How Time Abroad Teaches Resilience

A view of the banana trees and terraced fields of the Rwenzori mountains bordering the DRC

If you’re a longtime reader of this blog, you know that right after we graduated college and got married, J and I spent six months in rural Uganda from 2008-2009. Until the last couple of weeks, our time in Uganda had faded into a footnote in our lives, a fun piece of trivia, the explanation for our batik cloth napkins. I’d only receive occasional striking reminders of our time there — filling out a TB exposure questionnaire when pregnant with Pip and noting that, hey, actually I lived on a hospital compound that treated TB, for instance. Mostly I’m just a Target-shopping mom now.

But so many of the lessons we learned in Uganda have been flooding back, recently. Living in dread of infectious diseases is something we did a lot while residing on an equatorial hospital compound: malaria and hemorrhagic fever, then rabies after a patient died from it later in our stay. In Uganda, we couldn’t see most of the people we loved. (And with shaky internet, they were much harder to contact than they are in this coronavirus crisis.) In our rural village, there wasn’t a third place for us to hang out beside work and home, just like now. (Except the office is also out now, too, actually.) Just like now, we couldn’t go shopping very often for most of the things we’d normally buy, and I remember spending hours carefully drafting in my journal a shopping list for when we’d finally visit the capital city and its mzungu shopping mall. And I learned to cook very flexibly with my severely limited kitchen tools and circumscribed ingredients.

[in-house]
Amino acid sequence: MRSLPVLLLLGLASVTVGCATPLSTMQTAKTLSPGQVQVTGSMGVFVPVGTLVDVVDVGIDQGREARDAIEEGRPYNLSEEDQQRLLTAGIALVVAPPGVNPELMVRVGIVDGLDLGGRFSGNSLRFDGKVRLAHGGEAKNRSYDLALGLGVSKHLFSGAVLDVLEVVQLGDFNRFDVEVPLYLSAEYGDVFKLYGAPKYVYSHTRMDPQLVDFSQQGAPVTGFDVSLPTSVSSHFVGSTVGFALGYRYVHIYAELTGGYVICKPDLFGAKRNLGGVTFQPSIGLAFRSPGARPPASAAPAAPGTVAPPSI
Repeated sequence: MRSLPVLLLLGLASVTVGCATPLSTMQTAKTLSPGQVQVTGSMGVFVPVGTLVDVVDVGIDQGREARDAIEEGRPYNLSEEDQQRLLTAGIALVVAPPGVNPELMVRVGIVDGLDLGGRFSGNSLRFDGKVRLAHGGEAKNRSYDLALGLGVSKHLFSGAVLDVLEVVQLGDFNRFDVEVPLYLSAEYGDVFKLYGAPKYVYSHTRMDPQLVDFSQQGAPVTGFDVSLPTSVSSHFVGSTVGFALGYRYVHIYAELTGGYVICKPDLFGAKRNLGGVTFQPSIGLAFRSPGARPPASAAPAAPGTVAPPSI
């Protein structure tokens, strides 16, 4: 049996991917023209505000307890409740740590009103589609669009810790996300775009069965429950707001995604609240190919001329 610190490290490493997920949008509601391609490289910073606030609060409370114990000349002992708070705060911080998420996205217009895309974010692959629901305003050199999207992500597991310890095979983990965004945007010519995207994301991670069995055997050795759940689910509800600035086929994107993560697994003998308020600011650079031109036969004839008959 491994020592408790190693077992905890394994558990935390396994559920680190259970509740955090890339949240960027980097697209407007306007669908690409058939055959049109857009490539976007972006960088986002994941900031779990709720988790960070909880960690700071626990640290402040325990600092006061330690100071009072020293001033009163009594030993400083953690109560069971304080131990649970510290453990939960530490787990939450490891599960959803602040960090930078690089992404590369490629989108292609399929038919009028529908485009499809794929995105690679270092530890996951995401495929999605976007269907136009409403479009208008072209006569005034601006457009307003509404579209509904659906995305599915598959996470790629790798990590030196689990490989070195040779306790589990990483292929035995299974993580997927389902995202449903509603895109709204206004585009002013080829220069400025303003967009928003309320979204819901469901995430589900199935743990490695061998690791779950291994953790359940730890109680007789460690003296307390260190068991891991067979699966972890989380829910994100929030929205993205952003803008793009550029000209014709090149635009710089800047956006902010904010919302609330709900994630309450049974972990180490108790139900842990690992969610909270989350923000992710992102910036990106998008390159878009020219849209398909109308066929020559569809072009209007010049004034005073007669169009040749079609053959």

A local woman working in the communal hospital kitchen to prepare a meal for herself and a hospitalized family member.

This long-ago experience has made the last few bewildering weeks a little less unsettling for us, because they’re somewhat familiar. But I believe international experience of any kind helps to build up this kind of resilience for a person. My children have only visited the UK on our study abroad adventure last summer, but along the way, they (and we) got more comfortable with scrambled schedules, flexible eating habits, and separation from friends and extended family. Travel has made all of us more flexible, adventurous people. One of the scariest thoughts I’m dealing with right now is that this kind of travel could be a long way off for our world right now.

Watching practice for the Queen’s birthday in London last summer, jet lagged as all get out.

What experiences do you believe have helped equip you for coronavirus? Homeschooling? Camping? Watching entirely too many end-of-the-world movies?

Leave a Reply

Fill in your details below or click an icon to log in:

WordPress.com Logo

You are commenting using your WordPress.com account. Log Out /  Change )

Twitter picture

You are commenting using your Twitter account. Log Out /  Change )

Facebook photo

You are commenting using your Facebook account. Log Out /  Change )

Connecting to %s